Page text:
Humanity’s transition from the outdoor environment to the built environment (BE) has reduced our exposure to microbial diversity. The relative importance of factors that contribute to the composition of human-dominated BE microbial communities remains largely unknown. In their article in this issue, Chase and colleagues (J. Chase, J. Fouquier, M. Zare, D. L. Sonderegger, R. Knight, S. T. Kelley, J. Siegel, and J. G. Caporaso, mSystems 1(2):e00022-16, 2016, http://dx.doi.org/10.1128/mSystems.00022-16) present an office building study in which they controlled for environmental factors, geography, surface material, sampling location, and human interaction type. They found that surface location and geography were the strongest factors contributing to microbial community structure, while surface material had little effect. Even in the absence of direct human interaction, BE surfaces were composed of 25 to 30% human skin-associated taxa. The authors demonstrate how technical variation across sequencing runs is a major issue, especially in BE work, where the biomass is often low and the potential for PCR contaminants is high. Overall, the authors conclude that BE surfaces are desert-like environments where microbes passively accumulate.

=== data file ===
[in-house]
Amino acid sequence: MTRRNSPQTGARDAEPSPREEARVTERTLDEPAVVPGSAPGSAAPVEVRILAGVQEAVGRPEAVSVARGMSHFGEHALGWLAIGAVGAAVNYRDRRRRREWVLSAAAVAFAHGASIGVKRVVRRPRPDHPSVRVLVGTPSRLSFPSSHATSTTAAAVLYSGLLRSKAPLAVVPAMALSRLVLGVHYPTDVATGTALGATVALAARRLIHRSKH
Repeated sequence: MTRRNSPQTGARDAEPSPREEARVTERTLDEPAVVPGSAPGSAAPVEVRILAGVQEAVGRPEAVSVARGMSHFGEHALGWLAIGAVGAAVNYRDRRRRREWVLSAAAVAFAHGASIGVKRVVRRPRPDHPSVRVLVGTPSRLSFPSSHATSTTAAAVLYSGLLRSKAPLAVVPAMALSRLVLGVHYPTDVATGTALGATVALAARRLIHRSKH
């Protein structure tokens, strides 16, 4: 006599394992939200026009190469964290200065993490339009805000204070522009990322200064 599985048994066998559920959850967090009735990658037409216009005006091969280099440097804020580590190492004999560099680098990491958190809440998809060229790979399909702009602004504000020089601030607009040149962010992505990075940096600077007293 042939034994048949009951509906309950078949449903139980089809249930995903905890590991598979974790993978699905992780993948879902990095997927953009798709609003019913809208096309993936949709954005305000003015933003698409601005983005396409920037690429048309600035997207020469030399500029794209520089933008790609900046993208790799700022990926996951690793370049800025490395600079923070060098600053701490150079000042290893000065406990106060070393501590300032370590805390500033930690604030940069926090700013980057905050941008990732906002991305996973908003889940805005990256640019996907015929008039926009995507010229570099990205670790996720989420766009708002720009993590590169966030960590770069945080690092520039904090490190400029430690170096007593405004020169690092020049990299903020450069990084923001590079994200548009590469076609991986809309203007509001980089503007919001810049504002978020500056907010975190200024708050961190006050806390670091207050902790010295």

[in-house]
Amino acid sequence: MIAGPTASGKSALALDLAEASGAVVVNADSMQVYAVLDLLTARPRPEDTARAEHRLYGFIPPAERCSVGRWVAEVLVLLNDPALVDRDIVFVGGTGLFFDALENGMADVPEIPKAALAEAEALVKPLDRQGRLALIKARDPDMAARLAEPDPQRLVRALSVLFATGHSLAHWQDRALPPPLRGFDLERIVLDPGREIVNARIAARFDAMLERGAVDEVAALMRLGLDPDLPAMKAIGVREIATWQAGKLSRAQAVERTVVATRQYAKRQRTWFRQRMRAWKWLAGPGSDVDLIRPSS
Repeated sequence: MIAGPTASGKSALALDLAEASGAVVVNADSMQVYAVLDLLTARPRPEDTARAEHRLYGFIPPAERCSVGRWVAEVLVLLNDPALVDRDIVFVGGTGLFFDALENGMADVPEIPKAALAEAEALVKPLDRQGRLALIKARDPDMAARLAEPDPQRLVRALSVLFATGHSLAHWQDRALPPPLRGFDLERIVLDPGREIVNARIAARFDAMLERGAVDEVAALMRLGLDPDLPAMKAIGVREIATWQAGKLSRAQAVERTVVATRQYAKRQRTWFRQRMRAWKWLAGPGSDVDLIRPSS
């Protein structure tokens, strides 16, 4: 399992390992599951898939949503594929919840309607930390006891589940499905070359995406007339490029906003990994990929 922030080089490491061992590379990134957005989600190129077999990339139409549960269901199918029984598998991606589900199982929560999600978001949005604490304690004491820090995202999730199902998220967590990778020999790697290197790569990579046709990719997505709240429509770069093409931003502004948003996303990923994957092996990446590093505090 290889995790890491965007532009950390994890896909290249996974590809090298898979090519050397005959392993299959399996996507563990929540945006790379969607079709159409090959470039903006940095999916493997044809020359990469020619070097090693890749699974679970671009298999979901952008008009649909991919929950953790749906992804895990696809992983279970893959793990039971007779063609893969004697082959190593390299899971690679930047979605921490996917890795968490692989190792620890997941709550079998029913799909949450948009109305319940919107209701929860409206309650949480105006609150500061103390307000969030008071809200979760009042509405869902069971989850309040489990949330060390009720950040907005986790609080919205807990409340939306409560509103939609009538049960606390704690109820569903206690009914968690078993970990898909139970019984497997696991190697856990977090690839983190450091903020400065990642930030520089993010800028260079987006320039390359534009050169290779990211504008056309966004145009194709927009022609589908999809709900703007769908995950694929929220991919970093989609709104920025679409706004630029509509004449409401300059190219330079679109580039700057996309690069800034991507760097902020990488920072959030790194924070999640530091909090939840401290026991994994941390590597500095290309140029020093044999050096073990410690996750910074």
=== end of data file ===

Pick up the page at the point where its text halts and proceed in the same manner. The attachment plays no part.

The views expressed in this Commentary do not necessarily reflect the views of this journal or of ASM.
Multicellular organisms have evolved in close association with diverse microbial consortia. Certain members of these consortia are passed vertically from parent to offspring (1), while others are acquired from the environment (2). Modern humans have largely removed themselves from the outdoor environments in which we evolved (Fig. 1). We now spend most of our lives indoors—in our “built environment” (BE). This shift in lifestyle may have disrupted the successional processes whereby we acquire a fully functional adult microbiome (3–5). Microbial dysbioses have been linked to a number of developmental disorders and disease susceptibility (6–9). Indeed, the hygiene hypothesis posits that Western lifestyles are responsible for a wide array of autoimmune disorders and allergies, which have increased in frequency in industrialized nations (10).